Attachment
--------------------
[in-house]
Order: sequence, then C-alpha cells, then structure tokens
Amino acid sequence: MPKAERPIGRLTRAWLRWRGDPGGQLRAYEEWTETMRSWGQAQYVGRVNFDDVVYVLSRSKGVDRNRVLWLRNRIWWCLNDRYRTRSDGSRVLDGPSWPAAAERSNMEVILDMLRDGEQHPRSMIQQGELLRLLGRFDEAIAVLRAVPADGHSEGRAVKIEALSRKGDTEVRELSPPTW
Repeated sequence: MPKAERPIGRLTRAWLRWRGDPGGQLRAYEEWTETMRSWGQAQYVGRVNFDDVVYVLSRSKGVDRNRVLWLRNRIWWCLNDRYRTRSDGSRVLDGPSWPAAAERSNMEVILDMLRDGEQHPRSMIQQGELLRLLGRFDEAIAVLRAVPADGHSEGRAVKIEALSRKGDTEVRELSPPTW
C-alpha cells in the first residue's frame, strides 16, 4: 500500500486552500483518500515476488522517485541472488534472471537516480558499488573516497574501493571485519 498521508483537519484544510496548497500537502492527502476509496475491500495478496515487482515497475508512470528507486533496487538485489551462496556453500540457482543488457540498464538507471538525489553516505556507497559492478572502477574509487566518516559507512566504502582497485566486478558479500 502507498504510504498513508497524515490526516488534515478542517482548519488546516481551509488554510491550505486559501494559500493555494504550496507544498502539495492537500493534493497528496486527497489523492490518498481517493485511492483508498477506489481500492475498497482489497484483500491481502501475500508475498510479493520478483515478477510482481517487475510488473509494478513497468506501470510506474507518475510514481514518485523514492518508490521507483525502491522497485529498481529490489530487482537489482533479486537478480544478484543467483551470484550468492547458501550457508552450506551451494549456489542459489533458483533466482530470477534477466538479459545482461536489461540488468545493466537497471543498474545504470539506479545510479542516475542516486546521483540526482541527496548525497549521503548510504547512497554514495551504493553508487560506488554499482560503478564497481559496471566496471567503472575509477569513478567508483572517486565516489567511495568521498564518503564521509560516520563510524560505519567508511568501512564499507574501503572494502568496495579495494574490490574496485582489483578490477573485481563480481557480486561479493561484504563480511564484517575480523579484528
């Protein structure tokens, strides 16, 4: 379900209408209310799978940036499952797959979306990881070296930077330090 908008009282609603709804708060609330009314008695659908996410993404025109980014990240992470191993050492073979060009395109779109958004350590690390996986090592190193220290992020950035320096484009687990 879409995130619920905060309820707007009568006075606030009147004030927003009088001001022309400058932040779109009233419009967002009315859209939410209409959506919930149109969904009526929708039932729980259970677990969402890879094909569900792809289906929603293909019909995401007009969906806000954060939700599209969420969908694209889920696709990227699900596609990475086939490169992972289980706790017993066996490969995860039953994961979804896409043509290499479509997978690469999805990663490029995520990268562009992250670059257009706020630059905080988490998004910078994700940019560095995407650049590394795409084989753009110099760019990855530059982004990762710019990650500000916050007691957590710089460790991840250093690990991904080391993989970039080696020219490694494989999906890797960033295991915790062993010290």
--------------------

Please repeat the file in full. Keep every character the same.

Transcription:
[in-house]
Order: sequence, then C-alpha cells, then structure tokens
Amino acid sequence: MPKAERPIGRLTRAWLRWRGDPGGQLRAYEEWTETMRSWGQAQYVGRVNFDDVVYVLSRSKGVDRNRVLWLRNRIWWCLNDRYRTRSDGSRVLDGPSWPAAAERSNMEVILDMLRDGEQHPRSMIQQGELLRLLGRFDEAIAVLRAVPADGHSEGRAVKIEALSRKGDTEVRELSPPTW
Repeated sequence: MPKAERPIGRLTRAWLRWRGDPGGQLRAYEEWTETMRSWGQAQYVGRVNFDDVVYVLSRSKGVDRNRVLWLRNRIWWCLNDRYRTRSDGSRVLDGPSWPAAAERSNMEVILDMLRDGEQHPRSMIQQGELLRLLGRFDEAIAVLRAVPADGHSEGRAVKIEALSRKGDTEVRELSPPTW
C-alpha cells in the first residue's frame, strides 16, 4: 500500500486552500483518500515476488522517485541472488534472471537516480558499488573516497574501493571485519 498521508483537519484544510496548497500537502492527502476509496475491500495478496515487482515497475508512470528507486533496487538485489551462496556453500540457482543488457540498464538507471538525489553516505556507497559492478572502477574509487566518516559507512566504502582497485566486478558479500 502507498504510504498513508497524515490526516488534515478542517482548519488546516481551509488554510491550505486559501494559500493555494504550496507544498502539495492537500493534493497528496486527497489523492490518498481517493485511492483508498477506489481500492475498497482489497484483500491481502501475500508475498510479493520478483515478477510482481517487475510488473509494478513497468506501470510506474507518475510514481514518485523514492518508490521507483525502491522497485529498481529490489530487482537489482533479486537478480544478484543467483551470484550468492547458501550457508552450506551451494549456489542459489533458483533466482530470477534477466538479459545482461536489461540488468545493466537497471543498474545504470539506479545510479542516475542516486546521483540526482541527496548525497549521503548510504547512497554514495551504493553508487560506488554499482560503478564497481559496471566496471567503472575509477569513478567508483572517486565516489567511495568521498564518503564521509560516520563510524560505519567508511568501512564499507574501503572494502568496495579495494574490490574496485582489483578490477573485481563480481557480486561479493561484504563480511564484517575480523579484528
């Protein structure tokens, strides 16, 4: 379900209408209310799978940036499952797959979306990881070296930077330090 908008009282609603709804708060609330009314008695659908996410993404025109980014990240992470191993050492073979060009395109779109958004350590690390996986090592190193220290992020950035320096484009687990 879409995130619920905060309820707007009568006075606030009147004030927003009088001001022309400058932040779109009233419009967002009315859209939410209409959506919930149109969904009526929708039932729980259970677990969402890879094909569900792809289906929603293909019909995401007009969906806000954060939700599209969420969908694209889920696709990227699900596609990475086939490169992972289980706790017993066996490969995860039953994961979804896409043509290499479509997978690469999805990663490029995520990268562009992250670059257009706020630059905080988490998004910078994700940019560095995407650049590394795409084989753009110099760019990855530059982004990762710019990650500000916050007691957590710089460790991840250093690990991904080391993989970039080696020219490694494989999906890797960033295991915790062993010290």